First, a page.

"It's confusing to a lot of people, even the drivers," he said. "If you don't train them properly, how are they going to convey that information to the riders? You just can't."
The MTA countered that the union has been part of the problem, refusing to give it enough time to train drivers by allowing them to pick their routes earlier than they usually do each June.
"If he is truly concerned about his operators, we're shocked David McClure denied our request to allow his operators to be trained on their specific routes at an earlier date," wrote MTA spokesman Ryan Nawrocki in an email. "We don't understand why [he] wants to sabotage BaltimoreLink to the detriment of the citizens of Baltimore."
Brian O'Malley, president of the Central Maryland Transportation Alliance, a rider advocacy group, said the bus system is overdue for an update, but he worries about whether it will work.
"Change is difficult and it's not going to be perfect," he said, "so it's critically important that this not be the last adjustment for a generation."
O'Malley does want more clarity on how the MTA will measure BaltimoreLink's effectiveness.
"The inefficiencies of this system are costing people a lot," he said. "How do we evaluate overall whether more people are better off or worse off?"
The MTA is modeling its launch partly off a similar overhaul by Houston's Metropolitan Transit Authority in August 2015.
The Houston agency held several press conferences during the run-up to the launch, sent its CEO for interviews on local TV news and made the system free for a week, so people who got on the wrong bus wouldn't be punished by having to pay for it. It staffed its emergency operations center with police, operations, maintenance and media relations officials to quickly respond to any problem.
"We treated it like a major emergency response," said Kurt Luhrsen, the Houston authority's vice president of service planning. "Whatever problem or issue would come up, we had people in the room who could talk about it and make a decision in as close to real time as we could."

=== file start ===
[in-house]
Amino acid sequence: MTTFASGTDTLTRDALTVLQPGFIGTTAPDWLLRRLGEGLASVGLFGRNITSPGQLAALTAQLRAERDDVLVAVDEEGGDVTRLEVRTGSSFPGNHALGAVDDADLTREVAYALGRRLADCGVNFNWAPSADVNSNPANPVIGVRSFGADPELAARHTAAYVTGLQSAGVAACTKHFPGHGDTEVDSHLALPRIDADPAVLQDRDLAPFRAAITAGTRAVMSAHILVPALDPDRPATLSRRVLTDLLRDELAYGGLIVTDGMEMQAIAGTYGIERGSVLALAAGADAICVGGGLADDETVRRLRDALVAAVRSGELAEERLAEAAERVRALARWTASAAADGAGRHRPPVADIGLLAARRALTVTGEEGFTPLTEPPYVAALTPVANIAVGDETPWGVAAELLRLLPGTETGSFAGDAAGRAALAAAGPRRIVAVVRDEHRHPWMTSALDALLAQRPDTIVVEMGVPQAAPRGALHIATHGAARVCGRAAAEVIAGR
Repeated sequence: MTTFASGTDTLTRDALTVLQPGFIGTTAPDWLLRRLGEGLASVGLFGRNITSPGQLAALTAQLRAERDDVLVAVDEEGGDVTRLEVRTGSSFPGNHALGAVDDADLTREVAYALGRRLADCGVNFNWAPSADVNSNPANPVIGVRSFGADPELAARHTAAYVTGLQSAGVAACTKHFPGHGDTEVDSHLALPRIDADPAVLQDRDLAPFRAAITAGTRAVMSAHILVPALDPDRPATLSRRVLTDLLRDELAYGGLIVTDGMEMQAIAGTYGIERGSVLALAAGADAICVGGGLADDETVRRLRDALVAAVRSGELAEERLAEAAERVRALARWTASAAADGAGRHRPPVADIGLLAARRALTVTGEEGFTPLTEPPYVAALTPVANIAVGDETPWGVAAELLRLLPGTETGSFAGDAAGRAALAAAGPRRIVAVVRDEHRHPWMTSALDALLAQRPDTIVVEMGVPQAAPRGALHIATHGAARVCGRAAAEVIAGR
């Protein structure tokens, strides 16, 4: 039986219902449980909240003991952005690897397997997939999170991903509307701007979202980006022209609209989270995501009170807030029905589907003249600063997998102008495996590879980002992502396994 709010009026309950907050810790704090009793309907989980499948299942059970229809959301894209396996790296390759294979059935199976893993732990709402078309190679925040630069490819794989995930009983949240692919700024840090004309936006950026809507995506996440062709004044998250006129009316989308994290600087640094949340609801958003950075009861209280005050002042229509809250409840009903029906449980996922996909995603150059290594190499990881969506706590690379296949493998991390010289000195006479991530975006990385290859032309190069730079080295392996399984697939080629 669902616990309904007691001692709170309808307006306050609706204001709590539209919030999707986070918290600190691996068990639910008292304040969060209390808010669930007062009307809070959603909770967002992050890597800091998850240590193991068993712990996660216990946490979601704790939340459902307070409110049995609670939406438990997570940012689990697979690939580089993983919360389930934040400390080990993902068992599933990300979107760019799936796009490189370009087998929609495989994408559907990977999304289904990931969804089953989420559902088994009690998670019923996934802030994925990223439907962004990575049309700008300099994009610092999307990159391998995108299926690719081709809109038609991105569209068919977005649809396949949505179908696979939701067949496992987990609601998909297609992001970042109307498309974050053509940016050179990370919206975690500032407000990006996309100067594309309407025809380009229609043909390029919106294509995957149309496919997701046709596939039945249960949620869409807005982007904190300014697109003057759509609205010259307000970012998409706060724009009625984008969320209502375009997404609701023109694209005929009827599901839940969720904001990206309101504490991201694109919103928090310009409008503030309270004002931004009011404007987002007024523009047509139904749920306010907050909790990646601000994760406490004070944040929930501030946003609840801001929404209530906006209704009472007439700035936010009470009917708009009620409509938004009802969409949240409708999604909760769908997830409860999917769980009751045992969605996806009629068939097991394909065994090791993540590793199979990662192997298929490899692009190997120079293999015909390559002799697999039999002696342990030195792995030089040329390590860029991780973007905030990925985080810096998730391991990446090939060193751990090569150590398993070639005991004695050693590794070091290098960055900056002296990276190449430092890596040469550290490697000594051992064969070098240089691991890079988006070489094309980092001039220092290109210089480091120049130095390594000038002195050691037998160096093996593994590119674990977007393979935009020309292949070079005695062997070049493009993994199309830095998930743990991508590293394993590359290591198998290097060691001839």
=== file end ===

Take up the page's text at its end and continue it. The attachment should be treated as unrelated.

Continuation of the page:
Houston's overhaul focused on providing frequent, seven-day service, reducing weekday service slightly to address weekend gaps, Lurhsen said. In the first year, weekend ridership jumped 35 percent to 40 percent, he said. Overall ridership grew more than 6 percent in the first year but remained flat the second, which he attributed to a struggling local economy.
Before its launch, the MTA added another form of outreach that Houston didn't do: the Info Bus.
As a handful of riders boarded the bus last week on the No. 3 route, which runs from Camden Yards up Charles Street through downtown, across 33rd Street, north on Loch Raven Boulevard, through Towson to Sheppard Pratt Hospital and back, Thomas Reaves raised a bullhorn to his mouth.
"In 31 days, this route will change," the MTA route expert's voice blared, prompting riders to remove their earbuds and look toward him. He proceeded to list the names of the various new routes that will serve the Charles Street corridor, where the Info Bus was rumbling northward.
Lashell Carey, another route expert on the bus, sidled up to Michele Lewis to ask her which routes she takes and explain the new ones she would use after June 18.
"I don't understand why y'all are doing this," said Lewis, 54, of Cherry Hill.
"After a couple of days, y'all going to see," Carey assured her. "It's going to be better service."
Like many riders, Lewis remained skeptical, muttering: "We'll see."
Carey was undeterred. She sat down next to rider after rider, discussing their commutes and assuring them the new system will work. She and other MTA contractors handed out red pamphlets titled, "What's Happening To My Route?"
"The city is expanding," she said. "There are jobs in new areas. It's time for a change. Sparrows Point is closed; Amazon is open. You have to change with the times."